Intentional Acts of Kindness
Share this:
Facebook Twitter Linkedin Email

The phrase “random acts of kindness” is often used to describe things that catch us off guard. After my husband was diagnosed with a serious illness, we received many acts of kindness, but they didn’t feel very random. That got me to thinking–what if acts of kindness are not random, but intentional? What if we’re just not fully paying attention to the kindness of others?

Let’s start with the premise that kindness is being friendly, generous, or considerate. The word random suggests something done without conscious decision, while intention implies purpose or deliberation.

Given those definitions, consider a few examples:

  • You come to a 4-way stop, and wave the other car ahead.
  • You hold a door open for another person.
  • You smile at a stranger.
  • You offer to help a colleague at work.
  • You donate money or goods to a non-profit.
  • You bring food or flowers to someone going through a tough time.

Each of these situations presents a conscious action – an intention to first notice the other person, then the choice to act in a way that benefits the other person rather than yourself. To engage with another, to be present in the moment is an act of community, a fully human moment.

Kindness = Intention and Action

A dear friend and mentor of mine believes that kindness is about giving AND receiving: being willing and able to give something to another person and also to be able to receive without judgment, ego or reciprocity. Most of us are pretty good at giving kindness to others, but we struggle to receive the kindness of others. To be a truly kind person, one needs to GIVE and RECEIVE kindness with intention.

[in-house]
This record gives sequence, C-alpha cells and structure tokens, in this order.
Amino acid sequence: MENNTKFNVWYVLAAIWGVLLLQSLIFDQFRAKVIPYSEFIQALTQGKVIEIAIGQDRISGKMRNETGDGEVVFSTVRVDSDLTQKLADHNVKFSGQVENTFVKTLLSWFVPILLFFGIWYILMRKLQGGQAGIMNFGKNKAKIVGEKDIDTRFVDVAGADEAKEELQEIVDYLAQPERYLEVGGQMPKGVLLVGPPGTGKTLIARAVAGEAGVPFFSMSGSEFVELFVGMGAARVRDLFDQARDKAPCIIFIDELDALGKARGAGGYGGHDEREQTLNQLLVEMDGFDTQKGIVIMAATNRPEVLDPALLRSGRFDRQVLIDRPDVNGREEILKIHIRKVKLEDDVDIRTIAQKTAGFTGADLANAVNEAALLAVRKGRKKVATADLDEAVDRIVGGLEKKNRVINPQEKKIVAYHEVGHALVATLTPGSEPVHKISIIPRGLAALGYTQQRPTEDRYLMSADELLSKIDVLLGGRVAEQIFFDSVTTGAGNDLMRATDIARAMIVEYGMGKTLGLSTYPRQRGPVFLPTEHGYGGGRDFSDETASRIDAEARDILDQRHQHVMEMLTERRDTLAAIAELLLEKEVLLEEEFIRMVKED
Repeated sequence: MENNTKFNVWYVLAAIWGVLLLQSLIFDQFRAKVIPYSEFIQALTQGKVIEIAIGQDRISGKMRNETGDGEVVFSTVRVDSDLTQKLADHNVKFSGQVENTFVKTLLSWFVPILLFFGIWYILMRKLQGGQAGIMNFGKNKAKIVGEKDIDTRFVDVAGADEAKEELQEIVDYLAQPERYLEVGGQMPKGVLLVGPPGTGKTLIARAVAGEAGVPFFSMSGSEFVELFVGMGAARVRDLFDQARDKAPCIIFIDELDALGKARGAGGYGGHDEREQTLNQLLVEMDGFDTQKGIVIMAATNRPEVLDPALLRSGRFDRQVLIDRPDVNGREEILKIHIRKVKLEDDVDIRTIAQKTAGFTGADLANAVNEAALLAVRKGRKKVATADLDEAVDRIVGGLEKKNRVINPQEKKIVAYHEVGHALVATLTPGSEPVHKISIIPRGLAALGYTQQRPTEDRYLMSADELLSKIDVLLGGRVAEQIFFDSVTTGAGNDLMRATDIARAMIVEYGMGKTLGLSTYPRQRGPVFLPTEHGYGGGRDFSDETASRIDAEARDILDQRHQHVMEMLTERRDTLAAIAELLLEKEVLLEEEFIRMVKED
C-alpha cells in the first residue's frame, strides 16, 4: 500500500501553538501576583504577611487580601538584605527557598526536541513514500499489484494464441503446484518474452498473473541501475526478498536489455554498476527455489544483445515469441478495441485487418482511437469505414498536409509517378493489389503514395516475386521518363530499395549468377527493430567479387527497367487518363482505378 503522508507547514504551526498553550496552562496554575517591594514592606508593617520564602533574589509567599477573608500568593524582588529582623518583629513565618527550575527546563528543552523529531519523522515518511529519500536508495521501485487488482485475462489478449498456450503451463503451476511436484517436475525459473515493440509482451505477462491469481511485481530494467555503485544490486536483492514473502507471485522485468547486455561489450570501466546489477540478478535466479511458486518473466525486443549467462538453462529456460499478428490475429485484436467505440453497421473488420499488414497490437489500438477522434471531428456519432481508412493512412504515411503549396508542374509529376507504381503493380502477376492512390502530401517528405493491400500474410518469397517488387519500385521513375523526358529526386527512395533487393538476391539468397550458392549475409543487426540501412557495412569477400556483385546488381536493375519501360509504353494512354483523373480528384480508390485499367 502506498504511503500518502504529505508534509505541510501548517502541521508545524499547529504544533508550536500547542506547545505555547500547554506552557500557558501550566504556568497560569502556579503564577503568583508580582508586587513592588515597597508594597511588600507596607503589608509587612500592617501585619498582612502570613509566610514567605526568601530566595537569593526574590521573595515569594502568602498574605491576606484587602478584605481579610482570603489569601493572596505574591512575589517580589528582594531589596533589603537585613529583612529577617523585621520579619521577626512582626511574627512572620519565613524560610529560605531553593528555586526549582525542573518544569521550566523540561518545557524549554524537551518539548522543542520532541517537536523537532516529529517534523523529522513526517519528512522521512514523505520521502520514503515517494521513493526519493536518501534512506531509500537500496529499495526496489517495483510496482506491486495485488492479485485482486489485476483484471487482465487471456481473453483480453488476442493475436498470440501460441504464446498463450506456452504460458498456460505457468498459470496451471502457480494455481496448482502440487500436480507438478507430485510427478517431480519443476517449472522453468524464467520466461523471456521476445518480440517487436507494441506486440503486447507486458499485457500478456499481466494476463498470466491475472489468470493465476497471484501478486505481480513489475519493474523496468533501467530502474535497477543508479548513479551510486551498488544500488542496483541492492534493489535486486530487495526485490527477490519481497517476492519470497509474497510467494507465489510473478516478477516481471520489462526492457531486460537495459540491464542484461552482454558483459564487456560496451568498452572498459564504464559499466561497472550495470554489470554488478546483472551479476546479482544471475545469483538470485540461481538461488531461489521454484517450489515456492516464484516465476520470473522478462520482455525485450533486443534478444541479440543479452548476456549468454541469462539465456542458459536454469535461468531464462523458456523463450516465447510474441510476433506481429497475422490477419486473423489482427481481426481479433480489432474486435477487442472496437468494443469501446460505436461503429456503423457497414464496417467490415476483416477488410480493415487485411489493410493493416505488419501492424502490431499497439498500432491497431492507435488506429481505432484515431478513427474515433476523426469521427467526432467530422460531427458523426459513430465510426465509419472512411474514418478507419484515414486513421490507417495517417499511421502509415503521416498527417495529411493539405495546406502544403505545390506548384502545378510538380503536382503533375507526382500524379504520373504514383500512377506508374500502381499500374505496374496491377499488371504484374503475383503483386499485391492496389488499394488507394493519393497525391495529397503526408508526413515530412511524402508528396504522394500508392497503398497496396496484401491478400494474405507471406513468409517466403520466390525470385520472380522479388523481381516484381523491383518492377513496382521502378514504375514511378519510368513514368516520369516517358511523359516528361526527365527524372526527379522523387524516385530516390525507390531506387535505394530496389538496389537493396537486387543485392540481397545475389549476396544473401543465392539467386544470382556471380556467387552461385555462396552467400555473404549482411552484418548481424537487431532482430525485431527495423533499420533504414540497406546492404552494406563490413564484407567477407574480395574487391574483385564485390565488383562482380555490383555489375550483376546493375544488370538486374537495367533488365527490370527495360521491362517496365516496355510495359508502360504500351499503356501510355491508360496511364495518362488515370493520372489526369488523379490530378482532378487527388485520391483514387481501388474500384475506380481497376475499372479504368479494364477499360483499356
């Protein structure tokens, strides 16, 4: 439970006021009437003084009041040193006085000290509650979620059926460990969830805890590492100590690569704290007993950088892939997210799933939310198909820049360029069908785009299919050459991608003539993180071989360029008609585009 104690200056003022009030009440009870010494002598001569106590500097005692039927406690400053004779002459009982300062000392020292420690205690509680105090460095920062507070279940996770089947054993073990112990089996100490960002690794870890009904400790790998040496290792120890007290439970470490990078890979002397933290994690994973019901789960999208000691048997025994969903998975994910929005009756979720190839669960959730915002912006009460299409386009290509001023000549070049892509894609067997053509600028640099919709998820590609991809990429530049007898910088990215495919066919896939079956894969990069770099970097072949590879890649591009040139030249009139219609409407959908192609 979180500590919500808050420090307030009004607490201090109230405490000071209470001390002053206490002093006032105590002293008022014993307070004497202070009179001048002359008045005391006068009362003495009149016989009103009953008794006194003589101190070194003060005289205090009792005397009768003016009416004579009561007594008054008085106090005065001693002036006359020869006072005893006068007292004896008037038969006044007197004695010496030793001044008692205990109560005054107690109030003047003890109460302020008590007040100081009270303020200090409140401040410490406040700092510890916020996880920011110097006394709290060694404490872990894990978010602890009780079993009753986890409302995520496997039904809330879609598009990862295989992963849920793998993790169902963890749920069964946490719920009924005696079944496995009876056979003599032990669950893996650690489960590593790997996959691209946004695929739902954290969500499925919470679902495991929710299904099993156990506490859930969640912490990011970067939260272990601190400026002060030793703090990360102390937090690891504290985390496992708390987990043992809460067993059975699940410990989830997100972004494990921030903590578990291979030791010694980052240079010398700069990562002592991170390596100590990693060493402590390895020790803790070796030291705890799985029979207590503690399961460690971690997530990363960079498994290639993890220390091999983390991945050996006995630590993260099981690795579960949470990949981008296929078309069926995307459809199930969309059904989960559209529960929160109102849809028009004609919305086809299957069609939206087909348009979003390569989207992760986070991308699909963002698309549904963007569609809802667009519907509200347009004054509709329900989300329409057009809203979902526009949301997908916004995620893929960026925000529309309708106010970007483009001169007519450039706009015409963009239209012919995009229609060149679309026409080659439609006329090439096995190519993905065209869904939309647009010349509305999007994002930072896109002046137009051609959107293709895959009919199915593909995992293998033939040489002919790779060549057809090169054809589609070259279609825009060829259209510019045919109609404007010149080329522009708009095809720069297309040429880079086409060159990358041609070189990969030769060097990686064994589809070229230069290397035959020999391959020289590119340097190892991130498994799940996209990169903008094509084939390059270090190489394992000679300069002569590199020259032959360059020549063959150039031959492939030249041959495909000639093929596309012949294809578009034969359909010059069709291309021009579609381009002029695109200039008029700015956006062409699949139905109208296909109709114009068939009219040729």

Kindness = Giving and Receiving

I’ve been working hard to put my friend’s advice into action. When my instinct is to suggest that I don’t need help, or I feel awkward accepting a kind word or gesture, I stop myself, look the other person in the eye and say thank you. That moment of connection and acknowledgement is humbling and satisfying, and creates a stronger bond between us.

If, like me, you’d like to practice more intentional acts of kindness, try slowing down, paying attention to those around you, and looking for ways to give and receive kindness. Go out of your way to offer a kind word or friendly smile, or to affirm someone who might be struggling with a new skill. Gratefully accept a kind word or deed from another person. Intentional acts of kindness just might be the antidote we need for all the divisiveness in the world today.

©2018 All Rights Reserved

Share this:
Facebook Twitter Linkedin Email

Leave a Reply

Your email address will not be published. Required fields are marked *